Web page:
Prolamins

The majority of the proteins in food responsible for the immune reaction in coeliac disease are the prolamins. These are storage proteins rich in proline (prol-) and glutamine (-amin) that dissolve in alcohols and are resistant to proteases and peptidases of the gut. Prolamins are found in cereal grains with different grains having different but related prolamins: wheat (gliadin), barley (hordein), rye (secalin), corn (zein) and as a minor protein, avenin in oats. One region of α-gliadin stimulates membrane cells, enterocytes, of the intestine to allow larger molecules around the sealant between cells. Disruption of tight junctions allow peptides larger than three amino acids to enter circulation.

Illustration of deamidated α-2 gliadin's 33mer, amino acids 56–88, showing the overlapping of three varieties of T-cell epitope

Membrane leaking permits peptides of gliadin that stimulate two levels of immune response, the innate response and the adaptive (T-helper cell mediated) response. One protease-resistant peptide from α-gliadin contains a region that stimulates lymphocytes and results in the release of interleukin-15. This innate response to gliadin results in immune-system signalling that attracts inflammatory cells and increases the release of inflammatory chemicals. The strongest and most common adaptive response to gliadin is directed toward an α2-gliadin fragment of 33 amino acids in length.

The response to the 33mer occurs in most coeliacs who have a DQ2 isoform. This peptide, when altered by intestinal transglutaminase, has a high density of overlapping T-cell epitopes. This increases the likelihood that the DQ2 isoform will bind and stay bound to peptide when recognised by T-cells. Gliadin in wheat is the best-understood member of this family, but other prolamins exist, and hordein (from barley) and secalin (from rye) may contribute to coeliac disease. However, not all prolamins will cause this immune reaction, and there is ongoing controversy on the ability of avenin (the prolamin found in oats) to induce this response in celiac disease.

Tissue transglutaminase

Tissue transglutaminase, drawn from PDB 1FAU

Anti-transglutaminase antibodies to the enzyme tissue transglutaminase (tTG) are found in an overwhelming majority of cases. Tissue transglutaminase modifies gluten peptides into a form that may stimulate the immune system more effectively. These peptides are modified by tTG in two ways, deamidation or transamidation.

Deamidation is the reaction by which a glutamate residue is formed by cleavage of the epsilon-amino group of a glutamine side chain. Transamidation, which occurs three times more often than deamidation, is the cross-linking of a glutamine residue from the gliadin peptide to a lysine residue of tTg in a reaction which is catalysed by the transglutaminase. Crosslinking may occur either within or outside the active site of the enzyme. The latter case yields a permanently, covalently linked complex between the gliadin and the tTg. This results in the formation of new epitopes which are believed to trigger the primary immune response by which the autoantibodies against tTg develop.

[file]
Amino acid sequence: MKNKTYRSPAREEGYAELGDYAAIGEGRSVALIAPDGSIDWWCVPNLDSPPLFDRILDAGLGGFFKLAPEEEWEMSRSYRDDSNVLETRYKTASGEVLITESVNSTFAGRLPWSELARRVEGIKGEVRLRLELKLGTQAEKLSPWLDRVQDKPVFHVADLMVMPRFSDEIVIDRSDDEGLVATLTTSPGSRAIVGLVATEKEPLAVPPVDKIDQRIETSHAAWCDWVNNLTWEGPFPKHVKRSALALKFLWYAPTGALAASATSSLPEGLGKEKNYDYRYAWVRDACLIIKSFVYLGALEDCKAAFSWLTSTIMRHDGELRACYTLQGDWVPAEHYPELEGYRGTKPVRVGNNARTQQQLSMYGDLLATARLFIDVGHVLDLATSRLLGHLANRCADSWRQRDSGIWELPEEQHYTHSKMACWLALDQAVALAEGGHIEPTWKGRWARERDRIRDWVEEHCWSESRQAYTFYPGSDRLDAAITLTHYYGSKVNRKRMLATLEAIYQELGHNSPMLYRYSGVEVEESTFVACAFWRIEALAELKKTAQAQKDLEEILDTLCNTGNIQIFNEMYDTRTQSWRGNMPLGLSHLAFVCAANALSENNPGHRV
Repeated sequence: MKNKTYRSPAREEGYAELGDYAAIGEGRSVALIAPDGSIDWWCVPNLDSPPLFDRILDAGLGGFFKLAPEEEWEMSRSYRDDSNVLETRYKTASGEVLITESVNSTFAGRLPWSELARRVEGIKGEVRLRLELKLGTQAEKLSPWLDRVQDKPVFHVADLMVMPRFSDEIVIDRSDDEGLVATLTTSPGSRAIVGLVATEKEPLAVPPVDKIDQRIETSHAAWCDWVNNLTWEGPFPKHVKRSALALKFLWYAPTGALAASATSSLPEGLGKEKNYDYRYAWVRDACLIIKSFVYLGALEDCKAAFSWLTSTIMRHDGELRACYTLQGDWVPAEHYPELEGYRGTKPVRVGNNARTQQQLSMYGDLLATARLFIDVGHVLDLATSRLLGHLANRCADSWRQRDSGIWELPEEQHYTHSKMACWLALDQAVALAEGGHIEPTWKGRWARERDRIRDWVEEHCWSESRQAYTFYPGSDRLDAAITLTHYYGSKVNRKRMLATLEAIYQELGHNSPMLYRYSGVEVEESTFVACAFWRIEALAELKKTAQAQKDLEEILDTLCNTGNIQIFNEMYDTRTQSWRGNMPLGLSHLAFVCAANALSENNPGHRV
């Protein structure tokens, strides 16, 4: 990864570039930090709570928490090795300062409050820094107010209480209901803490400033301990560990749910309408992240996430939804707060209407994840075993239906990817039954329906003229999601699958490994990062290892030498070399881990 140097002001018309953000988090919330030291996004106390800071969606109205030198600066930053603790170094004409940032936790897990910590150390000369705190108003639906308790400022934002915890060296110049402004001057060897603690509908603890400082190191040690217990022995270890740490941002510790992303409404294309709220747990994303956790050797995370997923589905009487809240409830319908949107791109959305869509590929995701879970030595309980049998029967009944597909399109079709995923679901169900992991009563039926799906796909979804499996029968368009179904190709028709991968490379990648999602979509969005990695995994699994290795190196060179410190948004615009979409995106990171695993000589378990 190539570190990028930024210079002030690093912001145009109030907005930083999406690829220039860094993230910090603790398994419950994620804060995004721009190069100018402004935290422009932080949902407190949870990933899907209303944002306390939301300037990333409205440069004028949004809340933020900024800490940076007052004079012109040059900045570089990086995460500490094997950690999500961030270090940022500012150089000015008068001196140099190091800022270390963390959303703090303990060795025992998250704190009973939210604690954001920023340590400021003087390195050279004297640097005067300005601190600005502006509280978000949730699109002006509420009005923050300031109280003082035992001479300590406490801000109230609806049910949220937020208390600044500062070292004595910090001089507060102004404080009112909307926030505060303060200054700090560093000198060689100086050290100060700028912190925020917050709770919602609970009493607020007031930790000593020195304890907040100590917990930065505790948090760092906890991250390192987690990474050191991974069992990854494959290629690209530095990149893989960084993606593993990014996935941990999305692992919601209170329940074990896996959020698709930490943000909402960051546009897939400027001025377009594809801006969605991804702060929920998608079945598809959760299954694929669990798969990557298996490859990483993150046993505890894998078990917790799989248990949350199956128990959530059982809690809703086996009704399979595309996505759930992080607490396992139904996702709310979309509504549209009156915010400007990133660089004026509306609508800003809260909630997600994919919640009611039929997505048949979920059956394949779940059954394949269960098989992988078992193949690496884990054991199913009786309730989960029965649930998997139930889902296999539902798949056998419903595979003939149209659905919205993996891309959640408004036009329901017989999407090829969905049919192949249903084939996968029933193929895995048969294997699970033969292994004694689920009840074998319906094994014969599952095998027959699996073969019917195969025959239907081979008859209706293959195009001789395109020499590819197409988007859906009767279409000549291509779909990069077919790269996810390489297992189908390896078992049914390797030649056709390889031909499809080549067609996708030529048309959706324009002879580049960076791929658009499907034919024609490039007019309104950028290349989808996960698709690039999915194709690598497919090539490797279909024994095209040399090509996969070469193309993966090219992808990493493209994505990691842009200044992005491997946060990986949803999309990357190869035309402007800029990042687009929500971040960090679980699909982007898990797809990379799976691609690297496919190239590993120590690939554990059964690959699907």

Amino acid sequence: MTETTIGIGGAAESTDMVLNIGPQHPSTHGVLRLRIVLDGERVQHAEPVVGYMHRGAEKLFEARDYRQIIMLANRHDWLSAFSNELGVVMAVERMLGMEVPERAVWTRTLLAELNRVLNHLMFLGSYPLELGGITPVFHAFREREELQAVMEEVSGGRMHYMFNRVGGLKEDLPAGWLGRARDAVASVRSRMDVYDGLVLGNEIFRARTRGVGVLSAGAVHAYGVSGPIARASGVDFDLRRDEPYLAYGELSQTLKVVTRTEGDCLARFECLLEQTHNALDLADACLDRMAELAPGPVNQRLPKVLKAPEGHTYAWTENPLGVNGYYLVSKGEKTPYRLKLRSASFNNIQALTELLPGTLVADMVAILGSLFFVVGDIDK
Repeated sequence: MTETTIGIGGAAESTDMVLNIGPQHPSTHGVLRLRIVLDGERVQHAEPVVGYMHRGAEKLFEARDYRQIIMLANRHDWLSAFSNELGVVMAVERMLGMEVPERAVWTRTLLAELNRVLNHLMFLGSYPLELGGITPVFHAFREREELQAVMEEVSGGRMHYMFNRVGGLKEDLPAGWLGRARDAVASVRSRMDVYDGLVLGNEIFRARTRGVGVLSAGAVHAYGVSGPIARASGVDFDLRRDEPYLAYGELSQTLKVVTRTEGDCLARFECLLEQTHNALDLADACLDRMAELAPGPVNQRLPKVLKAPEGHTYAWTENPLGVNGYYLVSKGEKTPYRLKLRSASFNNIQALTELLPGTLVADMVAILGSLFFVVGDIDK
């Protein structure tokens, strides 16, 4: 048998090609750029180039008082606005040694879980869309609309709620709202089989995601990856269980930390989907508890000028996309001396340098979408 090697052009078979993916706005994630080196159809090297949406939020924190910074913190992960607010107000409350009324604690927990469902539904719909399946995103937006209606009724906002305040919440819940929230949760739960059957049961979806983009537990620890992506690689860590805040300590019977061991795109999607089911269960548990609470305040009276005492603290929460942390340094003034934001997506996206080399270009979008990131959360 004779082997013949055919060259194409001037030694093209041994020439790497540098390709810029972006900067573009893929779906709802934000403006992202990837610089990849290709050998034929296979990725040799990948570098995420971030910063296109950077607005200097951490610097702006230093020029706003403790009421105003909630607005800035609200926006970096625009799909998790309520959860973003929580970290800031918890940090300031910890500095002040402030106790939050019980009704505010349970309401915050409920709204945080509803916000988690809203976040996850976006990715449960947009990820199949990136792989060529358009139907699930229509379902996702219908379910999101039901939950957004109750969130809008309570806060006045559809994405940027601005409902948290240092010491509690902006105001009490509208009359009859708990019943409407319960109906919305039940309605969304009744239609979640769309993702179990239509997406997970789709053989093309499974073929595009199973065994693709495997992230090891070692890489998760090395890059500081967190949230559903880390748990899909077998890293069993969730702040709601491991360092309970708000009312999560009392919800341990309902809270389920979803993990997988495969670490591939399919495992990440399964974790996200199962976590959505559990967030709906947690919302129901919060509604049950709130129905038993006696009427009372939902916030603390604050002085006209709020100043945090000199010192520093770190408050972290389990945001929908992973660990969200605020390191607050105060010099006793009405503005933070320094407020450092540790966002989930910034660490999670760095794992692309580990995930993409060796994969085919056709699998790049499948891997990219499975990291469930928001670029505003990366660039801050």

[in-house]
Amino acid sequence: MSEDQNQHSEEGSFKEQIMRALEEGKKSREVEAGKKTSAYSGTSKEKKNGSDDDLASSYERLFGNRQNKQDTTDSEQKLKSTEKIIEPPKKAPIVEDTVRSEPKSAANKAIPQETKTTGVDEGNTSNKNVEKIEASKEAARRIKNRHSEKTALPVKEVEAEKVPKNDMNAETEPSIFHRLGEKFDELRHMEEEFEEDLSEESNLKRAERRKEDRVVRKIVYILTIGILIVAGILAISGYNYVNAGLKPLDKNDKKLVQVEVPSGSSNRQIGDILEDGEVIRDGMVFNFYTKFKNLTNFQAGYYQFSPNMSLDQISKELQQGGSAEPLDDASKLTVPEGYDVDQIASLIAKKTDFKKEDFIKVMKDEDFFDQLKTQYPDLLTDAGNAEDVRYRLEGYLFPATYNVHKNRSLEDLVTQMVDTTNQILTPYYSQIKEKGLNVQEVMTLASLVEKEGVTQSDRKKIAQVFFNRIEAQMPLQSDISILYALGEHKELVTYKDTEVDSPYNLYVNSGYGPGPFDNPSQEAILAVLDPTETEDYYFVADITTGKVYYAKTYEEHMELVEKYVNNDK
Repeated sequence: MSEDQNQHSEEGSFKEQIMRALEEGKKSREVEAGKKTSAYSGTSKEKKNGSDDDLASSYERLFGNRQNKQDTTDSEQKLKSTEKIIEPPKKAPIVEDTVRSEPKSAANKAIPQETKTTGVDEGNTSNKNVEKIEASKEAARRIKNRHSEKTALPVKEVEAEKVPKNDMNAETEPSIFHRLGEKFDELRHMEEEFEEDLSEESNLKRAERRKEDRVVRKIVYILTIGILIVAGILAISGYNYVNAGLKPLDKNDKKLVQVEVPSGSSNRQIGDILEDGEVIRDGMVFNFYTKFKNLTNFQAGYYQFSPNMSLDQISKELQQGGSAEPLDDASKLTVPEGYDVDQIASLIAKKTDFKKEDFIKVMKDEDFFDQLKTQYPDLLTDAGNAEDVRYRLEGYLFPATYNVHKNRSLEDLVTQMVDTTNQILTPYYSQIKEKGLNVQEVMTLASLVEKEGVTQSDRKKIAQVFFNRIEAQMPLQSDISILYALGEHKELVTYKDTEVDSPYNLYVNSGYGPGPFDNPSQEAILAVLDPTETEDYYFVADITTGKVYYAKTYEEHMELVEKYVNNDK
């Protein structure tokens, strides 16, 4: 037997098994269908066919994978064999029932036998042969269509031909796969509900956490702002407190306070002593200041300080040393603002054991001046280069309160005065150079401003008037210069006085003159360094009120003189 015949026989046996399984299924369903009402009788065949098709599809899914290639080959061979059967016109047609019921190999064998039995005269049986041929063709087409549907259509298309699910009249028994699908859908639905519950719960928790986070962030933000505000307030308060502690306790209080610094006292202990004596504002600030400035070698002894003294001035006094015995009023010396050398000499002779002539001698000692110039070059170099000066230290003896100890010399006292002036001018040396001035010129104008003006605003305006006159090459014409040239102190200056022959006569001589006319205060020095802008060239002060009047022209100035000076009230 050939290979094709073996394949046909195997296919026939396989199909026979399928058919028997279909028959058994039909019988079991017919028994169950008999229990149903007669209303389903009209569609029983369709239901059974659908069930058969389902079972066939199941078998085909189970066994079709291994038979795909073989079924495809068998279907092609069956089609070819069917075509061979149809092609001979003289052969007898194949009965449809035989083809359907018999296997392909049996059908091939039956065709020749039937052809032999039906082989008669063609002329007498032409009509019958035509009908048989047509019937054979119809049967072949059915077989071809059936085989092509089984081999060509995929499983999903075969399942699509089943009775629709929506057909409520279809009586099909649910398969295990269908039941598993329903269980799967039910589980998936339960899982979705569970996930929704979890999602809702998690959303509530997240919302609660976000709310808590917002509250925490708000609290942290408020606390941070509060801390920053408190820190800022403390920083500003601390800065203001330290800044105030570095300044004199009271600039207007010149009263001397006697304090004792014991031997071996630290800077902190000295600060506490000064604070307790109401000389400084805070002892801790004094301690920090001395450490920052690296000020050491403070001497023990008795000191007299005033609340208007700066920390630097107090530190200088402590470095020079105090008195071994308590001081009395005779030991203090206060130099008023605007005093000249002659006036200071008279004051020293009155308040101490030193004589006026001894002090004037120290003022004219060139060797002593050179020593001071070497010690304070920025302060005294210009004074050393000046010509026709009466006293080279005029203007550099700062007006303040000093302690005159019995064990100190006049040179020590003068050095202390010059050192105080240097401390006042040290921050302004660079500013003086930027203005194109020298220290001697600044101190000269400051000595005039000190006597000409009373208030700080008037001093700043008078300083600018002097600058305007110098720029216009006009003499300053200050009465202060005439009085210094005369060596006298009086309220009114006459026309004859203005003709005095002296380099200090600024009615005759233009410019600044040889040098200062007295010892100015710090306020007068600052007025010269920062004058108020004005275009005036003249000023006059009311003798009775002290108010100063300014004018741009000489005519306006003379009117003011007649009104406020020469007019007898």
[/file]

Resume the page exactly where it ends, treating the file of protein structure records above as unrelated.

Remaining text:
Stored biopsies from suspected coeliac patients have revealed that autoantibody deposits in the subclinical coeliacs are detected prior to clinical disease. These deposits are also found in patients who present with other autoimmune diseases, anaemia or malabsorption phenomena at a much-increased rate over the normal population. Endomysial components of antibodies (EMA) to tTG are believed to be directed toward cell-surface transglutaminase, and these antibodies are still used in confirming a coeliac disease diagnosis. However, a 2006 study showed that EMA-negative coeliac patients tend to be older males with more severe abdominal symptoms and a lower frequency of "atypical" symptoms including autoimmune disease. In this study, the anti-tTG antibody deposits did not correlate with the severity of villous destruction. These findings, coupled with recent work showing that gliadin has an innate response component, suggests that gliadin may be more responsible for the primary manifestations of coeliac disease, whereas tTG is a bigger factor in secondary effects such as allergic responses and secondary autoimmune diseases. In a large percentage of coeliac patients, the anti-tTG antibodies also recognise a rotavirus protein called VP7. These antibodies stimulate monocyte proliferation, and rotavirus infection might explain some early steps in the cascade of immune cell proliferation.
Indeed, earlier studies of rotavirus damage in the gut showed this causes a villous atrophy. This suggests that viral proteins may take part in the initial flattening and stimulate self-crossreactive anti-VP7 production. Antibodies to VP7 may also slow healing until the gliadin-mediated tTG presentation provides a second source of crossreactive antibodies
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Celica disease